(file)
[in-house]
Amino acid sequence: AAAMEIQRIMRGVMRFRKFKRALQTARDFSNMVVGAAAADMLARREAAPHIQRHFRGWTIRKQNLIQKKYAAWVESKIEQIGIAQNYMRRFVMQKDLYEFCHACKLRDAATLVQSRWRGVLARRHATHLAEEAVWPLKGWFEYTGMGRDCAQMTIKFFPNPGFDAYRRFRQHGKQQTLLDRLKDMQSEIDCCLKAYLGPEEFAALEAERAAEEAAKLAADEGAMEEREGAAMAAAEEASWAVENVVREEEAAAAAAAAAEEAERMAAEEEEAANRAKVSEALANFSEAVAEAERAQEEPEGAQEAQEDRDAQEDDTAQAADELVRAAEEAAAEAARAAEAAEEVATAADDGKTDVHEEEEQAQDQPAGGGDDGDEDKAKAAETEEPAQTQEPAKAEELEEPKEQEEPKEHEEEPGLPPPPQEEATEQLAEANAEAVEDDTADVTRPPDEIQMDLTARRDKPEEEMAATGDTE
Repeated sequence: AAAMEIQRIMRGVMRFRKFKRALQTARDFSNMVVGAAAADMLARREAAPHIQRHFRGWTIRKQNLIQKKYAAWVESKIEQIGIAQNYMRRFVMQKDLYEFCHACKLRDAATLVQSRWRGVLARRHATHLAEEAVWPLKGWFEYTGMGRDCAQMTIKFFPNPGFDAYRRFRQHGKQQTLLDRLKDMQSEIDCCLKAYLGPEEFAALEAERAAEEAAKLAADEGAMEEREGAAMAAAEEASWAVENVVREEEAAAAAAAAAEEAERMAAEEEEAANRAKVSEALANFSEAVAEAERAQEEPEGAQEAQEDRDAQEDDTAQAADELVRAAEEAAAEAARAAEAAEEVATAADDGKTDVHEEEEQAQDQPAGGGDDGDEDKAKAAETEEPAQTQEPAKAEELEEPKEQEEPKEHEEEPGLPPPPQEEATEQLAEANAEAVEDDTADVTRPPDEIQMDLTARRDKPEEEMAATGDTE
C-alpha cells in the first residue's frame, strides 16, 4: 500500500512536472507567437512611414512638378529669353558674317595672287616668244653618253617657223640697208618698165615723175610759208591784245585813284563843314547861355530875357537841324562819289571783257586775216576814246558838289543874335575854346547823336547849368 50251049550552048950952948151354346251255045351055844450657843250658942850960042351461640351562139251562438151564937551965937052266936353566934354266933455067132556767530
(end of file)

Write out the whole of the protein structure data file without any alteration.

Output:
[in-house]
Amino acid sequence: AAAMEIQRIMRGVMRFRKFKRALQTARDFSNMVVGAAAADMLARREAAPHIQRHFRGWTIRKQNLIQKKYAAWVESKIEQIGIAQNYMRRFVMQKDLYEFCHACKLRDAATLVQSRWRGVLARRHATHLAEEAVWPLKGWFEYTGMGRDCAQMTIKFFPNPGFDAYRRFRQHGKQQTLLDRLKDMQSEIDCCLKAYLGPEEFAALEAERAAEEAAKLAADEGAMEEREGAAMAAAEEASWAVENVVREEEAAAAAAAAAEEAERMAAEEEEAANRAKVSEALANFSEAVAEAERAQEEPEGAQEAQEDRDAQEDDTAQAADELVRAAEEAAAEAARAAEAAEEVATAADDGKTDVHEEEEQAQDQPAGGGDDGDEDKAKAAETEEPAQTQEPAKAEELEEPKEQEEPKEHEEEPGLPPPPQEEATEQLAEANAEAVEDDTADVTRPPDEIQMDLTARRDKPEEEMAATGDTE
Repeated sequence: AAAMEIQRIMRGVMRFRKFKRALQTARDFSNMVVGAAAADMLARREAAPHIQRHFRGWTIRKQNLIQKKYAAWVESKIEQIGIAQNYMRRFVMQKDLYEFCHACKLRDAATLVQSRWRGVLARRHATHLAEEAVWPLKGWFEYTGMGRDCAQMTIKFFPNPGFDAYRRFRQHGKQQTLLDRLKDMQSEIDCCLKAYLGPEEFAALEAERAAEEAAKLAADEGAMEEREGAAMAAAEEASWAVENVVREEEAAAAAAAAAEEAERMAAEEEEAANRAKVSEALANFSEAVAEAERAQEEPEGAQEAQEDRDAQEDDTAQAADELVRAAEEAAAEAARAAEAAEEVATAADDGKTDVHEEEEQAQDQPAGGGDDGDEDKAKAAETEEPAQTQEPAKAEELEEPKEQEEPKEHEEEPGLPPPPQEEATEQLAEANAEAVEDDTADVTRPPDEIQMDLTARRDKPEEEMAATGDTE
C-alpha cells in the first residue's frame, strides 16, 4: 500500500512536472507567437512611414512638378529669353558674317595672287616668244653618253617657223640697208618698165615723175610759208591784245585813284563843314547861355530875357537841324562819289571783257586775216576814246558838289543874335575854346547823336547849368 50251049550552048950952948151354346251255045351055844450657843250658942850960042351461640351562139251562438151564937551965937052266936353566934354266933455067132556767530